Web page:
The NHS should Stop Wasting Money on Homeopaths and Homeopathic Hospitals and should Offer Placebo Pills to Patients Requesting Homeopathic Treatments
The NHS spends three to four million pounds per year on homeopathic remedies, despite conceding that there is no evidence that homeopathic remedies actually work. They justify this expenditure on the grounds of patient choice: http://www.nhs.uk/news/2010/July07/Pages/nhs-homeopathy.aspx. In a post on this subject, on August 20th 2010, I took the view there is something right about this line of reasoning. If people want to choose homeopathic remedies that are known to be no more effective than placebos, rather than conventional medical alternatives, then they are making a foolish choice, but it is their choice to make and provided that they are not harming others it should be respected. However, I also argued that the NHS has a duty to manage its budget carefully. They should only pay for homeopathic remedies when these are cheaper than the conventional medical alternatives that they are replacing and they should not spend more money on homeopathic remedies than is necessary. Given that the NHS spends three to four million pounds on approximately 25,000 ‘homeopathic items’ per year, I calculated that the NHS spends an average of £140- per homeopathic item prescribed. This figure could easily be reduced. In the earlier post I offered two suggestions to help the NHS save money on homeopathy. First, on the grounds that homeopathic training makes no difference to the efficacy of homeopathic remedies, I suggested that the NHS should pay homeopaths minimum wage. Second, I argued that the NHS should reduce the cost of homeopathic remedies by making its own homeopathic remedies, or outsource the job to a competitive supplier who can reduce the price of homeopathic remedies.
I now have three new suggestions to help save the NHS money on homeopathy. First, the NHS should stop wasting money on paying for specialist homeopaths or homeopathic hospitals (there are currently three of these in Britain). GPs can prescribe homeopathic remedies just as well as homeopaths can and there is no reason to believe that a homeopathic remedy prescribed by a homeopath will be any more effective than one prescribed by a GP. Second, until such time as the NHS is able to make its own homeopathic remedies more cheaply than pharmacies do, they should pay pharmacies to provide homeopathic remedies. Boots stocks a range of homeopathic remedies which seem to cost about £5- a bottle on average: http://www.boots.com/en/Pharmacy-Health/Shop-by-product/Complementary-Therapies/Homeopathy/. Rather than spend an average of £140- for a homeopathic remedy, together with an appointment to see a homeopath (perhaps at a homeopathic hospital), the NHS should save itself an average of £135- per homeopathic item by sending patients who want homeopathic remedies to Boots and paying for their remedies. Patients who demand more expensive forms of homeopathic treatment should be refused, on the grounds that what they want is no more effective than an off-the-shelf remedy from Boots. Patients who complain that Boots does not stock the particular homeopathic remedy that they favour should be advised that they are not entitled to waste public money on remedies that are either more expensive than equally effective alternatives, or hard to locate, and as all homeopathic remedies are as effective as one another, they are only entitled to the cheap, available homeopathic remedies on the NHS.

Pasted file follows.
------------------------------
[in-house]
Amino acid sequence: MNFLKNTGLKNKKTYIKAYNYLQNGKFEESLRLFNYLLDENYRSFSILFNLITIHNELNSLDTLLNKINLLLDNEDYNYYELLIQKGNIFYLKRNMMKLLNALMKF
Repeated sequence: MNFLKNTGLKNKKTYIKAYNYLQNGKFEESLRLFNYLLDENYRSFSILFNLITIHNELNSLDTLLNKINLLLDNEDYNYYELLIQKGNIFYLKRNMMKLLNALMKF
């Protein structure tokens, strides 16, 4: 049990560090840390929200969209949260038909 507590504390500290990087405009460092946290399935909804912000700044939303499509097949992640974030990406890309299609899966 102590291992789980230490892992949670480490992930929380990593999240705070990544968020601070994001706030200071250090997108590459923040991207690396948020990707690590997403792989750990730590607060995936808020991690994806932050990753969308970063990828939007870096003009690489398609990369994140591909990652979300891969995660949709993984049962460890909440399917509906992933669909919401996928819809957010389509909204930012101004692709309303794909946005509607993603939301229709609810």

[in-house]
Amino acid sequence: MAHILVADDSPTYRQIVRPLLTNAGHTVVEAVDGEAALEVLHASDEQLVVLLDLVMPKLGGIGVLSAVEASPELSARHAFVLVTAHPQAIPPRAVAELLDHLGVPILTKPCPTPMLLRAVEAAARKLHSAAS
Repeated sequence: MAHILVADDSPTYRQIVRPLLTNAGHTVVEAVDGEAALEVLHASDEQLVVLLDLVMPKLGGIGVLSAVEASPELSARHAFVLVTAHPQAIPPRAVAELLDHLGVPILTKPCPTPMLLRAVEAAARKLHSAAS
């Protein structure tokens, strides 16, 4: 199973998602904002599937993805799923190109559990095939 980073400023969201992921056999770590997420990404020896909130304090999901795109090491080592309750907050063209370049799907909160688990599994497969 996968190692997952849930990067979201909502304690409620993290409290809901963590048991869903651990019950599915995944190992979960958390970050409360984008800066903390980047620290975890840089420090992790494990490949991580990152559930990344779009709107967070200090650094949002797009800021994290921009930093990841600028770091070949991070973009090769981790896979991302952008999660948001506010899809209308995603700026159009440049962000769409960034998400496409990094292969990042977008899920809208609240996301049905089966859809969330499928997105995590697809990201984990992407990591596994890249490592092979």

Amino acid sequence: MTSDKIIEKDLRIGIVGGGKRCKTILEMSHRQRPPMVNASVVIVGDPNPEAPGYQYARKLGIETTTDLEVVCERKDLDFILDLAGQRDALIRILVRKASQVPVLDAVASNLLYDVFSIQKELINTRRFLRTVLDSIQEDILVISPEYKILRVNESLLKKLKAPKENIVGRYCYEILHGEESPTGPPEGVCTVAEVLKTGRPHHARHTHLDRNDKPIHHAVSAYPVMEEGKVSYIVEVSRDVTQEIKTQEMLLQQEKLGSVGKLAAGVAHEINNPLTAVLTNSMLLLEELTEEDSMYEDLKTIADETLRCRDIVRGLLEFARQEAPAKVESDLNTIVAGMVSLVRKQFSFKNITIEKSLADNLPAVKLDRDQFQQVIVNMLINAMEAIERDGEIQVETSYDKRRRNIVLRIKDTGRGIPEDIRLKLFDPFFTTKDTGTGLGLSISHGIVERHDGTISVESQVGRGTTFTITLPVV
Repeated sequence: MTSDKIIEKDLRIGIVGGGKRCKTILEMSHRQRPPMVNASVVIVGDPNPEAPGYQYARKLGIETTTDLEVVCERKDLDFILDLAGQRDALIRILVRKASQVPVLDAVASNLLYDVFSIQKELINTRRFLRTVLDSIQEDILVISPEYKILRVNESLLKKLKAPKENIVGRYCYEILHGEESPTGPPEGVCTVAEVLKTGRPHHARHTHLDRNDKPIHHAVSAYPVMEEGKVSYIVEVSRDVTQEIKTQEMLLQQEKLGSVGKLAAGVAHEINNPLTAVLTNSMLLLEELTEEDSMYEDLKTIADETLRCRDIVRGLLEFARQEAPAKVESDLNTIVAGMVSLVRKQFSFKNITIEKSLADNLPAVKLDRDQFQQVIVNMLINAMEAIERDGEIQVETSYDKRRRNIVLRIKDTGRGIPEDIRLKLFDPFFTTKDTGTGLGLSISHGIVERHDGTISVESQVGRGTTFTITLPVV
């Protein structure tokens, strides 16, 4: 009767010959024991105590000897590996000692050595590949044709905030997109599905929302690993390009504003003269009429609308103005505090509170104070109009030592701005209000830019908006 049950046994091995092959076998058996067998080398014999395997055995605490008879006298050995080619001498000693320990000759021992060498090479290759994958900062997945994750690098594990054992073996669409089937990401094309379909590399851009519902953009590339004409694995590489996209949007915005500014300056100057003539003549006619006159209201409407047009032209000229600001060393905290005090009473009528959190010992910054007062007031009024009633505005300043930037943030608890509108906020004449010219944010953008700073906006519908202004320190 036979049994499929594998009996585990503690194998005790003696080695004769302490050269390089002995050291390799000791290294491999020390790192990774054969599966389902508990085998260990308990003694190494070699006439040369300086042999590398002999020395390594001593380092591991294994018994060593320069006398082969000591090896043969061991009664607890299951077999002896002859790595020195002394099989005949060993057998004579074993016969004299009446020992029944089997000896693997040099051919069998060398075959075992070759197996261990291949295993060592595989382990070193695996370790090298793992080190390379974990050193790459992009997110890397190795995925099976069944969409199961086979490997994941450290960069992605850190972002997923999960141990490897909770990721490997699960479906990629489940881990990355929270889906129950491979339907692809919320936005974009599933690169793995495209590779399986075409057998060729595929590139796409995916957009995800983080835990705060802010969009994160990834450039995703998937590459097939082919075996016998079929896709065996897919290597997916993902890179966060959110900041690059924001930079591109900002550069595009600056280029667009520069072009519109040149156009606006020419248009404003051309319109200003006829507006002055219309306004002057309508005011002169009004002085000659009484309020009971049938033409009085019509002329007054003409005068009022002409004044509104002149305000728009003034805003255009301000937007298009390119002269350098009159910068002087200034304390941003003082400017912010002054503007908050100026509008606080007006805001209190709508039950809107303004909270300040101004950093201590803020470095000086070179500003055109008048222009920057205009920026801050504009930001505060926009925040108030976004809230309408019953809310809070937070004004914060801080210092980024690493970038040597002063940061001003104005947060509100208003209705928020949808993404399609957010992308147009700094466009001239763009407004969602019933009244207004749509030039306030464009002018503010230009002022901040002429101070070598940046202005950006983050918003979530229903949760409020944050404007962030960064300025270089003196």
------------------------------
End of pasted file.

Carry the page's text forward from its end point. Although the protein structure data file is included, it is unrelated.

My third suggestion is that when a patient requests a homeopathic remedy, or when a GP recommends a homeopathic remedy to them, they should also be required to consider taking a placebo pill as an alternative. The basic placebo used in clinical trials is a sugar pill that cost very little to manufacture. Universal Placebos sell bottles of 700 pills for approximately £10- a bottle – approximately 1.5 pence a pill. Patients should be advised that placebo pills are just as effective as homeopathic remedies and offered these as an alternative to homeopathy. If even a few patients choose placebo pills instead of homeopathic remedies, large amounts of money can be saved. If, say, 10% of prescribed homeopathic items were replaced by placebo pills then a current spend of approximately £350,000- could be reduced to £37.50. It might be objected that if people are aware that they are taking placebos then these will be ineffective. But according to Universal Placebos this is simply not the case: http://www.placebo.com.au/.
The NHS has a responsibility to use taxpayer’s money effectively. If it is going to provide homeopathic alternatives to conventional medicine then it has a duty to provide the cheapest available homeopathic remedies, unless it can be shown that more expensive remedies are significantly more effective than cheaper ones. But the NHS’s official position seems to be that all homeopathic remedies are equally effective so it should only provide the cheapest available. My suggestions can help them to fulfill this responsibility.